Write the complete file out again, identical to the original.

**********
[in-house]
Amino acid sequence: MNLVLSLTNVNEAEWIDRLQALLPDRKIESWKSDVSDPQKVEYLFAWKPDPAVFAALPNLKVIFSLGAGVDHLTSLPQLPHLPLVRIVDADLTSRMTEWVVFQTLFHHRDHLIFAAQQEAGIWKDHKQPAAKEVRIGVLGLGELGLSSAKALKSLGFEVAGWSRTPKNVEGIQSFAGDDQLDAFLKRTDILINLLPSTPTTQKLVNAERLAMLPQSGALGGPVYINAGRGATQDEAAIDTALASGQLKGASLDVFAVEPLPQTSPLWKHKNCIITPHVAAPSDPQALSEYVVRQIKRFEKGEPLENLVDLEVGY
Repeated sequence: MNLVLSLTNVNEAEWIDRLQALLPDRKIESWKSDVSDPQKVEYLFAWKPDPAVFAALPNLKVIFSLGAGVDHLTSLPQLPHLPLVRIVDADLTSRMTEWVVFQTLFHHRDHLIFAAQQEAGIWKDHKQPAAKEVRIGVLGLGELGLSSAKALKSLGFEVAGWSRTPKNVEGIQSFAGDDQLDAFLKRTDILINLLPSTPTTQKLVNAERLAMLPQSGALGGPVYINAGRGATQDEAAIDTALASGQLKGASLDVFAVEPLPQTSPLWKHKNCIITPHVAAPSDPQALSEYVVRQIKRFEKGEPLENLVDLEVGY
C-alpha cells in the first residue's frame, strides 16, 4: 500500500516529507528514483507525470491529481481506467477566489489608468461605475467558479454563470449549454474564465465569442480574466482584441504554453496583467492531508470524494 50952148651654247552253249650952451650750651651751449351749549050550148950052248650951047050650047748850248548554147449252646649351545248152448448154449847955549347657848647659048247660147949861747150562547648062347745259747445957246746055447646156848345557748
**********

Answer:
[in-house]
Amino acid sequence: MNLVLSLTNVNEAEWIDRLQALLPDRKIESWKSDVSDPQKVEYLFAWKPDPAVFAALPNLKVIFSLGAGVDHLTSLPQLPHLPLVRIVDADLTSRMTEWVVFQTLFHHRDHLIFAAQQEAGIWKDHKQPAAKEVRIGVLGLGELGLSSAKALKSLGFEVAGWSRTPKNVEGIQSFAGDDQLDAFLKRTDILINLLPSTPTTQKLVNAERLAMLPQSGALGGPVYINAGRGATQDEAAIDTALASGQLKGASLDVFAVEPLPQTSPLWKHKNCIITPHVAAPSDPQALSEYVVRQIKRFEKGEPLENLVDLEVGY
Repeated sequence: MNLVLSLTNVNEAEWIDRLQALLPDRKIESWKSDVSDPQKVEYLFAWKPDPAVFAALPNLKVIFSLGAGVDHLTSLPQLPHLPLVRIVDADLTSRMTEWVVFQTLFHHRDHLIFAAQQEAGIWKDHKQPAAKEVRIGVLGLGELGLSSAKALKSLGFEVAGWSRTPKNVEGIQSFAGDDQLDAFLKRTDILINLLPSTPTTQKLVNAERLAMLPQSGALGGPVYINAGRGATQDEAAIDTALASGQLKGASLDVFAVEPLPQTSPLWKHKNCIITPHVAAPSDPQALSEYVVRQIKRFEKGEPLENLVDLEVGY
C-alpha cells in the first residue's frame, strides 16, 4: 500500500516529507528514483507525470491529481481506467477566489489608468461605475467558479454563470449549454474564465465569442480574466482584441504554453496583467492531508470524494 50952148651654247552253249650952451650750651651751449351749549050550148950052248650951047050650047748850248548554147449252646649351545248152448448154449847955549347657848647659048247660147949861747150562547648062347745259747445957246746055447646156848345557748